The most common injury at all activity levels in tennis is rotator cuff tendonitis. Although
the symptoms and signs include tender pain over the anterior and lateral aspects of the
shoulder upon overhead motion, which are relieved at the arm at the side are usually
present. Rotator cuff injuries have been termed "secondary tensile overload injuries,"
because they occur as a result of deficits in muscular strength and balance and of muscular
inflexibility. Treatment starts off with an evaluation of flexibility and strength deficits
that may be present, proceeds with anterior, superior or multidirectional instability.
Conservative treatment that consist of decreased activity, range of motion exercises, and gradual muscle
strengthening of muscle exercises.
Lateral Epicondylitis, also known as "tennis elbow", is a very commom problem in recreational athletes, but a rather infrequent
problem in more accomplished tennis players. This injury occurs occurs most of repetitive overload.
The clinical symptoms and signs are pointare point tenderness in this area, pain upon resisted finger or wrist extension
or forearm supination, pain upon gripping objects, and most commonly on the backhand stroke.
Treatment shoule be pirsued from both improving mechanics and reducing symptoms. Rehabilitation
starts with decreasing painful activities to reduce stress, and antiinflammatory medications.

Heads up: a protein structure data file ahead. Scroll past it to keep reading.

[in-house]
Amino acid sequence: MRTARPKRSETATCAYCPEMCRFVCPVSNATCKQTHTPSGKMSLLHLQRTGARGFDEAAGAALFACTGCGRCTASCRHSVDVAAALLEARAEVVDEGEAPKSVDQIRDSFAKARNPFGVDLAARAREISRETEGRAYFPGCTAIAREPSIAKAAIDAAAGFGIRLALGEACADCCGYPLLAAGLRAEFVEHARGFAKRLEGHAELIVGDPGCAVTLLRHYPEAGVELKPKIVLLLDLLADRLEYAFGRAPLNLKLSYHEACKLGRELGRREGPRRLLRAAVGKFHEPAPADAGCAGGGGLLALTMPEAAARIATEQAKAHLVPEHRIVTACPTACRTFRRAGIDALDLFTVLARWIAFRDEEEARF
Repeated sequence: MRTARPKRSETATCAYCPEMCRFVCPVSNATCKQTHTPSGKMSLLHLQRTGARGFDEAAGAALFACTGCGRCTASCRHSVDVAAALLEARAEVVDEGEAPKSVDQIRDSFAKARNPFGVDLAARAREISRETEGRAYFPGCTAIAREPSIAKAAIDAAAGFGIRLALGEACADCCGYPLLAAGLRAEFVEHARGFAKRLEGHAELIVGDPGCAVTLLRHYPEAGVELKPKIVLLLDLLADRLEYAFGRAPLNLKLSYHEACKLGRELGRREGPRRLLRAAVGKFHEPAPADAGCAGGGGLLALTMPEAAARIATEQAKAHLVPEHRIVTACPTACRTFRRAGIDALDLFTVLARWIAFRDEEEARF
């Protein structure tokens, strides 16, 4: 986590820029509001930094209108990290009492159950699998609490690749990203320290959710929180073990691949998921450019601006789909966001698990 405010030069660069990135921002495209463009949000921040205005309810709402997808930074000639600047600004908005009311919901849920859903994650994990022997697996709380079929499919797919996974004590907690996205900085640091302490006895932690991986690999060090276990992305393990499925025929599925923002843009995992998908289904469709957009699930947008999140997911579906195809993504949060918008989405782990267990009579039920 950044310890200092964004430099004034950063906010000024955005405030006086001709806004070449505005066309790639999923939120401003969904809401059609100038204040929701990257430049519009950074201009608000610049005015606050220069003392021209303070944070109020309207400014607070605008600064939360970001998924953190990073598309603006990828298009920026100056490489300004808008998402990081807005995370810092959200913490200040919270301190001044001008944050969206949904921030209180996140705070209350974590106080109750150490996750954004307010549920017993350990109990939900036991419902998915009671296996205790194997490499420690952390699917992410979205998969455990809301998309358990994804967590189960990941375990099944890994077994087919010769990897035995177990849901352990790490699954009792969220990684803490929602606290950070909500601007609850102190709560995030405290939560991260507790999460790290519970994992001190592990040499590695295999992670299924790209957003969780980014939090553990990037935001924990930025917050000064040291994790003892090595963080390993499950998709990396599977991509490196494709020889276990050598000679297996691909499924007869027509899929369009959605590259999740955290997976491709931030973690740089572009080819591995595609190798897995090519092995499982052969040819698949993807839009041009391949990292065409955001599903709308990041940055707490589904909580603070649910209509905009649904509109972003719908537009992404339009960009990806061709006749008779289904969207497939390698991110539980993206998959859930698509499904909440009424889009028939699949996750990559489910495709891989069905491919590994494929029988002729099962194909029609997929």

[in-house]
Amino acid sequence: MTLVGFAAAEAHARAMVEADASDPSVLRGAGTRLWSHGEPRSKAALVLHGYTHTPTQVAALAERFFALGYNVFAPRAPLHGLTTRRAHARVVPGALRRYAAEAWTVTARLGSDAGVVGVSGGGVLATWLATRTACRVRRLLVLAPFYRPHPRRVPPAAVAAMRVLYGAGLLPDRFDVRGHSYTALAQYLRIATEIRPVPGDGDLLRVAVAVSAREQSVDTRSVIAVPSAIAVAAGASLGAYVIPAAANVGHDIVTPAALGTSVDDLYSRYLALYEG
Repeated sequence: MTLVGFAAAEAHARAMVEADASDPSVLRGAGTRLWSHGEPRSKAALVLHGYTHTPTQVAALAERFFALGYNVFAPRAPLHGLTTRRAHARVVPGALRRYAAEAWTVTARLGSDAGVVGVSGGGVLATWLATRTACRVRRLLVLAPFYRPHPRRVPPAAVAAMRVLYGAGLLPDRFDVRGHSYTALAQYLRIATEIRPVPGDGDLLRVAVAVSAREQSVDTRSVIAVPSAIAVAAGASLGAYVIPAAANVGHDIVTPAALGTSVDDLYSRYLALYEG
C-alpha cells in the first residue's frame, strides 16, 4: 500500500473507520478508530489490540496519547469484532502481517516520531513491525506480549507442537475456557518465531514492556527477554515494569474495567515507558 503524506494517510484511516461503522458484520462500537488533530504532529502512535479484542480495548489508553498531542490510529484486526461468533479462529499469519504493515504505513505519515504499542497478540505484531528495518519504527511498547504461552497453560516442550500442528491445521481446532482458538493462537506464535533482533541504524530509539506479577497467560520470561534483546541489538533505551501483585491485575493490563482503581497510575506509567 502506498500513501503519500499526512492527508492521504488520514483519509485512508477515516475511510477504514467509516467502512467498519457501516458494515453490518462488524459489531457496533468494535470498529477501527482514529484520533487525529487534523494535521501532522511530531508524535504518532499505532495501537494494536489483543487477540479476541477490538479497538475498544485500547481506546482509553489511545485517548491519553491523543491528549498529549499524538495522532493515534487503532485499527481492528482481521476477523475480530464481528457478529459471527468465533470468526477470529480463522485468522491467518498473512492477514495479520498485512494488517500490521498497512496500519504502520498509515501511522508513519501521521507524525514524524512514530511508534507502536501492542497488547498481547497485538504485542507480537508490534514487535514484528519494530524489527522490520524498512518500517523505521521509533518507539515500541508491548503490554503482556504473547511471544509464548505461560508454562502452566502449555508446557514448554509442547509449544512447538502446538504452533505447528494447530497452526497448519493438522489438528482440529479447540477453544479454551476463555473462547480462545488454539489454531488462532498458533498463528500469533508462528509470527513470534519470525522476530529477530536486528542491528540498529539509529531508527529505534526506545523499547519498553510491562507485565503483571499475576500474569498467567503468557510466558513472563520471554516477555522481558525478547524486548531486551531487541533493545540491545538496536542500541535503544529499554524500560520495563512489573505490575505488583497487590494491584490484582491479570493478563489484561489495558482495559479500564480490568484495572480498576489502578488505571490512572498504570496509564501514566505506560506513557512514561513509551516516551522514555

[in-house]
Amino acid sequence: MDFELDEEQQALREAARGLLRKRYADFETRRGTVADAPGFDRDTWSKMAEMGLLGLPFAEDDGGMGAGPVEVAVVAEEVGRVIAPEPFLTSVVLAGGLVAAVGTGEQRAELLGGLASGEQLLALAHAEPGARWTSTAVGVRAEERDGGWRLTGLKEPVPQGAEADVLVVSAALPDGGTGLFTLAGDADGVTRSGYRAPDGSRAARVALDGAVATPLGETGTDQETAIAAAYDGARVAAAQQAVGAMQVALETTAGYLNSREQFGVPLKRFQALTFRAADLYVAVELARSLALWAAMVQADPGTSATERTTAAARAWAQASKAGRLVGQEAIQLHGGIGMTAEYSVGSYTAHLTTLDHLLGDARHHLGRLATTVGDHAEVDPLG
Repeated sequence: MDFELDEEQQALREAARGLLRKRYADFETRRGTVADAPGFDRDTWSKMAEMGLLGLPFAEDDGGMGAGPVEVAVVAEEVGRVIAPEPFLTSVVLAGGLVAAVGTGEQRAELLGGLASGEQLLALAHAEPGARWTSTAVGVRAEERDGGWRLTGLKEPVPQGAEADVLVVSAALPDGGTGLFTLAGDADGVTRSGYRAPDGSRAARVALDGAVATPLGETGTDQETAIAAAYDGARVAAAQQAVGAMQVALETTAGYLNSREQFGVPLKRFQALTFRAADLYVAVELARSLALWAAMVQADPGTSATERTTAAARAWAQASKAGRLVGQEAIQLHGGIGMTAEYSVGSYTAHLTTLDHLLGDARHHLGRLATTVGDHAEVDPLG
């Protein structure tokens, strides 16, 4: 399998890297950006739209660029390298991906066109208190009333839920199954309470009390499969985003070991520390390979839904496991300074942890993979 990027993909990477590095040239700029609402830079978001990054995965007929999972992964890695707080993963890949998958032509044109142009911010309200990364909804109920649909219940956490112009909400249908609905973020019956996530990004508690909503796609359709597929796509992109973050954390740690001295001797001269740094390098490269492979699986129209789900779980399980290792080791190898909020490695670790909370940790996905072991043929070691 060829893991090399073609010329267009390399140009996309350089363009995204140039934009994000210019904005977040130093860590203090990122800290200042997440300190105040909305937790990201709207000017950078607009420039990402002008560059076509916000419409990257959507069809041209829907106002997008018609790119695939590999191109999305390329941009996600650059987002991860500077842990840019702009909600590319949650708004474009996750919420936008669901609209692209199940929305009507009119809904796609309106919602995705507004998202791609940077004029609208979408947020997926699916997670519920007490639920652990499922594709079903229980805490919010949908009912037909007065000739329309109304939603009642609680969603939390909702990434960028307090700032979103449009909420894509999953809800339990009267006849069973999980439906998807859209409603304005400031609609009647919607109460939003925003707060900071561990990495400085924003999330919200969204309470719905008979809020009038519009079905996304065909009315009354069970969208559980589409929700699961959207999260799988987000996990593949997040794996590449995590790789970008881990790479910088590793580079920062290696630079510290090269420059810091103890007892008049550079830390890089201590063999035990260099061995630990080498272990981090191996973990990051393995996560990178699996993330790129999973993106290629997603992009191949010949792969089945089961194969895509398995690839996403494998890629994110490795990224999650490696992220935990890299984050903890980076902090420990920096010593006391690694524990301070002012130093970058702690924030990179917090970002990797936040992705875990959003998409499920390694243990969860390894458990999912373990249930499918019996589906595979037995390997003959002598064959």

Strengthening exercise should start at the shoulder and proceed distally, with special emphasis
on all of the deficits of strength, strength imbalance, and flexibility noted in the exam.
Rubber tuning had been found to be a good way to start the strengthening process. Early use of a
counter force brace will decrease the load applied at the site of injury and allow more
vigorous rehabilitation. In addition, its use allows earlier return to play. Steroid injections
have been used in many cases of "tennis elbow." Failure to respond to conservative treatment
will make surgery necessary to regain athletic function.
Just as in other sports in which running, cutting and stopping and starting are major demands, ankle sprains are the most common trauma injury in tennis players. Twisting forces account for most of the injuries. Treatment for the large majority of ankle sprains should be conservative. Relative rest, protection, commonly in a splint, and ice.